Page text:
With about 12,000 to 13,000 cases diagnosed in the United States each year, sarcomas are among medicine’s rarest cancers. Since many oncologists may only see one or two cases during their career, patients often struggle to find experienced providers.
Sarcomas are also complex. There are more than 50 subtypes, they can occur anywhere in the body, and they exhibit vastly different behaviors.
“Sarcoma is not a single disease,” says Chandrajit P. Raut, MD, MS, chief of Surgical Oncology at Brigham and Women’s Hospital and Surgery director in the Center for Sarcoma and Bone Oncology at Dana-Farber Brigham Cancer Center. “The variability among sarcomas is striking.”
Managing Complex Sarcoma Cases a Team Effort
The high-volume Center for Sarcoma and Bone Oncology treats approximately 1,000 new patients every year. Its expanding group has three surgical oncologists, nine medical oncologists, two radiation oncologists, and two orthopedic oncologists dedicated exclusively to providing sarcoma care and working together to manage complex cases in a coordinated manner.
“Our surgical oncologists are supported on the frontline by a highly experienced team of anesthesiologists, plastic/reconstructive surgeons and other subspecialty surgeons, and OR and floor nurses who see and care for sarcoma patients every day,” Dr. Raut says. “Behind the scenes, we have a dedicated team of world-renowned sarcoma pathologists who are setting standards for sarcoma type identification and helping to define the field.”
Correctly diagnosing a patient’s sarcoma is crucial to proper treatment, and Dana-Farber Brigham’s sarcoma pathologists are integral to the Center for Sarcoma and Bone Oncology. They work in tandem with the surgical, medical, and radiation oncology teams daily to optimize care. They also are tasked with reviewing tissue samples obtained from biopsies or operations conducted at other hospitals. In about 25 percent of those assessments, the pathology team’s deep understanding of sarcoma types and their ability to identify subtle differences among them leads to patients receiving a different diagnosis. This, in turn, affects recommended chemotherapy, radiation, and surgery strategies.
Robust Tumor Bank Is a Foundation for Sarcoma Research
Because Dana-Farber Brigham sees a high volume of sarcoma patients every year, it has developed a large and robust sarcoma tumor bank. As a result, Dana-Farber Brigham physician-scientists are able to lead numerous clinical trials and other research projects focused on identifying and developing cutting-edge treatment strategies for individual sarcomas. In many trials, Dana-Farber Brigham collaborates with leading institutions worldwide, giving its researchers access to an even broader range of sarcoma tissue samples and sarcoma expertise.
The Dana-Farber Brigham sarcoma team was instrumental in a recent multinational phase 3 study to evaluate the impact of preoperative radiotherapy plus surgery versus surgery alone for patients with primary retroperitoneal sarcoma. The study was the first large, international, randomized trial in primary, localized retroperitoneal sarcoma to be successfully completed. With 43 months of follow-up, the trial was negative, showing similar abdominal recurrence-free survival in patients receiving surgery alone and in those receiving preoperative radiotherapy plus surgery. Similar overall survival was also observed in the two groups.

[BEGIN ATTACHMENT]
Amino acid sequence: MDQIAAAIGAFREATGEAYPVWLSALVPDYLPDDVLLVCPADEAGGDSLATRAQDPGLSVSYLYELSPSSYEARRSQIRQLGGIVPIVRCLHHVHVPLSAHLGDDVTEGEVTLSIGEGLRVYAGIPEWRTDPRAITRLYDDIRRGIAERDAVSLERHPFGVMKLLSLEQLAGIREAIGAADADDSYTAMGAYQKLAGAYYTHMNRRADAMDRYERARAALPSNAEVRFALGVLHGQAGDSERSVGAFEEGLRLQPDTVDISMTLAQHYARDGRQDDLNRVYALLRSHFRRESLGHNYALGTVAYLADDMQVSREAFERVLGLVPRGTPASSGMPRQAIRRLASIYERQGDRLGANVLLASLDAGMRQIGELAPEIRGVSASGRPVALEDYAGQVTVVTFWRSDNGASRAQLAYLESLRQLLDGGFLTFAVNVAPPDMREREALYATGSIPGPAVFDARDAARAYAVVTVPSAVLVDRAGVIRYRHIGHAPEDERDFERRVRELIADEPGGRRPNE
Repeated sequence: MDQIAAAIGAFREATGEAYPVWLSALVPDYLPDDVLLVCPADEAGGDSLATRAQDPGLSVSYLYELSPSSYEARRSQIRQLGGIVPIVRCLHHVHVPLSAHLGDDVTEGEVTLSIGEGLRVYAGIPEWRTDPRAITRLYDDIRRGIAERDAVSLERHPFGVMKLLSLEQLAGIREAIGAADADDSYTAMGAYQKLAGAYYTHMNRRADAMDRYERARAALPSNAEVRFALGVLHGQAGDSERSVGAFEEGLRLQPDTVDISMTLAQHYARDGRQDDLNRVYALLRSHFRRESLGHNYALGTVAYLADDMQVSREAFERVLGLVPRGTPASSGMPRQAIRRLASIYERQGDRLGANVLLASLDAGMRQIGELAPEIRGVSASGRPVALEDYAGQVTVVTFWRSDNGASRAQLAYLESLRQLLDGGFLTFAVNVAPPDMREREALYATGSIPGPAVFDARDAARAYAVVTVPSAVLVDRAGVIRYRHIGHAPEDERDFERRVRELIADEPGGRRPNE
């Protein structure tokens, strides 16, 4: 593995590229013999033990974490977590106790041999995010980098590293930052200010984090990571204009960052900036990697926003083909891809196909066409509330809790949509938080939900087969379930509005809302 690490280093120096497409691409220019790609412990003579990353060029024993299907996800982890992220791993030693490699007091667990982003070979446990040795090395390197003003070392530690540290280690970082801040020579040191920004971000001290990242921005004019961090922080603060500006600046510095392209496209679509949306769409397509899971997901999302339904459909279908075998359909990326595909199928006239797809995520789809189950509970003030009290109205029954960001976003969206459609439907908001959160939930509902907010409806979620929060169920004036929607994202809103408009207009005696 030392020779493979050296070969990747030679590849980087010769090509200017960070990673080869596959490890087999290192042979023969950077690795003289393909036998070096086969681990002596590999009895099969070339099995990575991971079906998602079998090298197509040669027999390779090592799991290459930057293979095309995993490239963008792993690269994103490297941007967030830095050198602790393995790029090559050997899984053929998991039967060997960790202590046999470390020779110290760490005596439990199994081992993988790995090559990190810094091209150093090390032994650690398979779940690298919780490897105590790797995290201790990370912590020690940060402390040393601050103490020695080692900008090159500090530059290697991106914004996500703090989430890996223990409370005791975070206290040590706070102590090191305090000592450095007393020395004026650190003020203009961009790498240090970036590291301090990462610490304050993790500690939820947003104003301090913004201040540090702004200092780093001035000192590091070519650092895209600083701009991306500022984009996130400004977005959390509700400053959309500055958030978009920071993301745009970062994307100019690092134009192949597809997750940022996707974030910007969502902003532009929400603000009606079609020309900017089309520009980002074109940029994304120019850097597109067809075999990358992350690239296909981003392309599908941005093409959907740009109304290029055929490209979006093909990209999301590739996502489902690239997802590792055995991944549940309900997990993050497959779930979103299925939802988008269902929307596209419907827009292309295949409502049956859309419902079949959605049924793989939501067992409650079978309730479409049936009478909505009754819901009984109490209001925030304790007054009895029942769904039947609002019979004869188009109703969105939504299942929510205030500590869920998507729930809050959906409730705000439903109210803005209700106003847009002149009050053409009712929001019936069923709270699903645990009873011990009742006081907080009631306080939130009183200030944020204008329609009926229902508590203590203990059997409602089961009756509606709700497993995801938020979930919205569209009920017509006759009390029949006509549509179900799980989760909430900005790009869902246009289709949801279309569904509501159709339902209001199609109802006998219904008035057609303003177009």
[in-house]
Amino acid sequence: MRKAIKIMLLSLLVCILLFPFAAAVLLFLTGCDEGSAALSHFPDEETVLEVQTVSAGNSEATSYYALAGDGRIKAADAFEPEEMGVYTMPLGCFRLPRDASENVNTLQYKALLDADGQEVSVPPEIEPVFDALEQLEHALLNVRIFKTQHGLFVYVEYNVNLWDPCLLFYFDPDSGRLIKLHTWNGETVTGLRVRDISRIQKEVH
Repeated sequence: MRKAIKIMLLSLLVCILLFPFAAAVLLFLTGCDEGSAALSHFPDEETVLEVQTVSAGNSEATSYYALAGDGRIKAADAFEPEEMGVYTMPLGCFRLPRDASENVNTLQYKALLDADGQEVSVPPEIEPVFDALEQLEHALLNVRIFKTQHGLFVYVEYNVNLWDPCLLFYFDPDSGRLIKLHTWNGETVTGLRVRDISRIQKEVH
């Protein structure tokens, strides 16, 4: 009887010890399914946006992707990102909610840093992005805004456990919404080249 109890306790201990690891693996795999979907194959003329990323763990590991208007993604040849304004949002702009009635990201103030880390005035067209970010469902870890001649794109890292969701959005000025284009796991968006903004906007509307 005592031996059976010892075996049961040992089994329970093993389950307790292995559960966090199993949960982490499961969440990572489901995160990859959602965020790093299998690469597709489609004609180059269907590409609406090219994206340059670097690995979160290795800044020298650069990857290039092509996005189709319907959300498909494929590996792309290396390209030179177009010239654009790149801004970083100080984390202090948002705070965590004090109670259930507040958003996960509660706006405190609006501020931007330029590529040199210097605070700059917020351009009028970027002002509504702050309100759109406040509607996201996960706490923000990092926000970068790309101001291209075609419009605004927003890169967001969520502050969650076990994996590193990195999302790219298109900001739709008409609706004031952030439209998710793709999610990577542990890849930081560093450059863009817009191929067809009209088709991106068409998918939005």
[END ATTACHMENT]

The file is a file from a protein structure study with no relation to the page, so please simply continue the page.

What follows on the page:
“We knew going into the study that radiation therapy reduces the risk of local recurrence in extremity soft tissue sarcomas, but we didn’t have evidence of efficacy for retroperitoneal sarcoma and therefore would have to extrapolate to justify its use,” Dr. Raut says. “We now suspect that due in part to the need to adjust and reduce doses of radiation around delicate abdominal organs, radiation it is not as effective as it is in extremity sarcomas, except perhaps in a small subset of patients.”
Active in Early-Phase Research as Well
In addition to leading clinical trials, Dr. Raut has a full slate of early-stage laboratory research focused on novel therapies to reduce the risk of local sarcoma recurrence.
In one proof-of-principle study, he and his colleagues synthesized and optimized a novel electrospun poly(caprolactone) surgical mesh coated with layers of a hydrophobic polymer to deliver the chemotherapy drug doxorubicin directly to the operative bed following sarcoma resection. The study demonstrated the approach to be therapeutically feasible in preventing postsurgical tumor recurrence and minimizing cardiotoxicity.
In another study, Dr. Raut and research colleagues studied intraoperative implantation of paclitaxel (PTX)-eluting polymer films to deliver sustained, supratherapeutic PTX concentrations. The latter were found to markedly decrease sarcoma lethality in vivo, making the approach an alternative paradigm for recurrence prevention.
“Oncologic outcomes can be inferior for patients with locally recurrent disease, even after macroscopically complete surgical resection,” Dr. Raut says. “New and emerging treatment modalities like those we are developing may someday improve these outcomes.”